At €8.5 million, still a fraction of most Hollywood films, Big Game is Finland’s biggest ever film production. I can tell you this, Finland knows how to make a classic action movie. Big Game follows the adventure of two very unlikely allies; on the one hand you have Oskari, played by the brilliant Onni Tommila, who is a 13 year old boy out in the harsh yet beautiful Finnish wilderness trying to prove that he is a man and on the other hand you have the President of the United States of America, played by the one and the only Mr Samuel L Jackson.
Samuel somehow brings the same energy to any role, be it his drug addict role in Jungle Fever or commanding the Shield Hellicarrier in Marvel, this man will never disappoint. To sum up the plot without giving too much away Air Force One is downed in the Finnish wilderness, with all his allies dead or missing the President is forced into an unlikely alliance with Oskari, who is out on a hunting trip, alone. Rounding out the cast there was also the understated but excellent performances by Victor Garber, Jim Broadbent and Ray Stevenson.
A classic action film in every sense. Big Game is not overly violent, which is actually a breath of fresh air. It uses practical and special effects to give a nice touch to it. When shit hits tha fan this film pulses and moves quick but at those calm moments they really make use of the natural environment to push that fact. Mixed with a great score for something I have not seen in a long time. Big Game knows its a fun action film and it never tries to be more than that, ironically this is what lets it break that shell and grow as a film.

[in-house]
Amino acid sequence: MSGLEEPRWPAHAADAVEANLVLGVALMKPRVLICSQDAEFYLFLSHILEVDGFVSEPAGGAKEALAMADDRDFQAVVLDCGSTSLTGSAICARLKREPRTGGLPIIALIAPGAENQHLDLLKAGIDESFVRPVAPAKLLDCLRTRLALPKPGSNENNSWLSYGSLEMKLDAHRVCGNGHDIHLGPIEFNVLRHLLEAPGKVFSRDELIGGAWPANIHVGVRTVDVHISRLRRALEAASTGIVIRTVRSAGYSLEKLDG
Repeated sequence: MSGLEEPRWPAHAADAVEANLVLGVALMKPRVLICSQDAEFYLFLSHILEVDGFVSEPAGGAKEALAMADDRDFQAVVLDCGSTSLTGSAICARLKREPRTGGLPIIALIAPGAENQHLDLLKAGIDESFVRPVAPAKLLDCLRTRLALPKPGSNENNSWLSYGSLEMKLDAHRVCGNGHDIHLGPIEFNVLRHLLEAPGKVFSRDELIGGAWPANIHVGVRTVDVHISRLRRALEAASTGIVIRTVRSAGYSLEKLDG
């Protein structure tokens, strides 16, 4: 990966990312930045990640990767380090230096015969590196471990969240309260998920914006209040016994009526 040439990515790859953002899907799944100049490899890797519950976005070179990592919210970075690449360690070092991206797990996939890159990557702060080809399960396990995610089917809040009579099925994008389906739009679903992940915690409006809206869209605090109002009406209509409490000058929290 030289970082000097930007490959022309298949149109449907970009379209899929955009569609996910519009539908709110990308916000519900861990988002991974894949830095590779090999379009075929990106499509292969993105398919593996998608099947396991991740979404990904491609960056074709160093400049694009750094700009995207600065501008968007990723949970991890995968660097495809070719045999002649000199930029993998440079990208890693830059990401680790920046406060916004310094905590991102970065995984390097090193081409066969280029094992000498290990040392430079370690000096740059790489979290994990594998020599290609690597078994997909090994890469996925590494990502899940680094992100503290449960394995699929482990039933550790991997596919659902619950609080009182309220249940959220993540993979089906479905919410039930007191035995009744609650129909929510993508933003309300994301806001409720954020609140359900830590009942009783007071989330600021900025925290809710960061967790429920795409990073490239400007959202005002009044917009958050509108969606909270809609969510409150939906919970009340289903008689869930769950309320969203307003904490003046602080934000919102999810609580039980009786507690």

This film for me seems like it fits in somewhere between Running Man and Rambo. It has all the fun of the latter, yes I love The Running Man (even preferring it to the original Stephen King book), but it also has a certain depth to it, one that reminds me of Rambo. Where Rambo had its own strange beautiful philosophy about war and its affect on the human mind, this film has its own philosophy. This film is one that deals with coming of age, the parent child relationship, the duties that come with friendship and loyalty and most of all finding your inner strength and being able to push on. Like I said it’s surprisingly deep and that’s why I loved it, it’s a short but sweet film that I really look forward to watching again.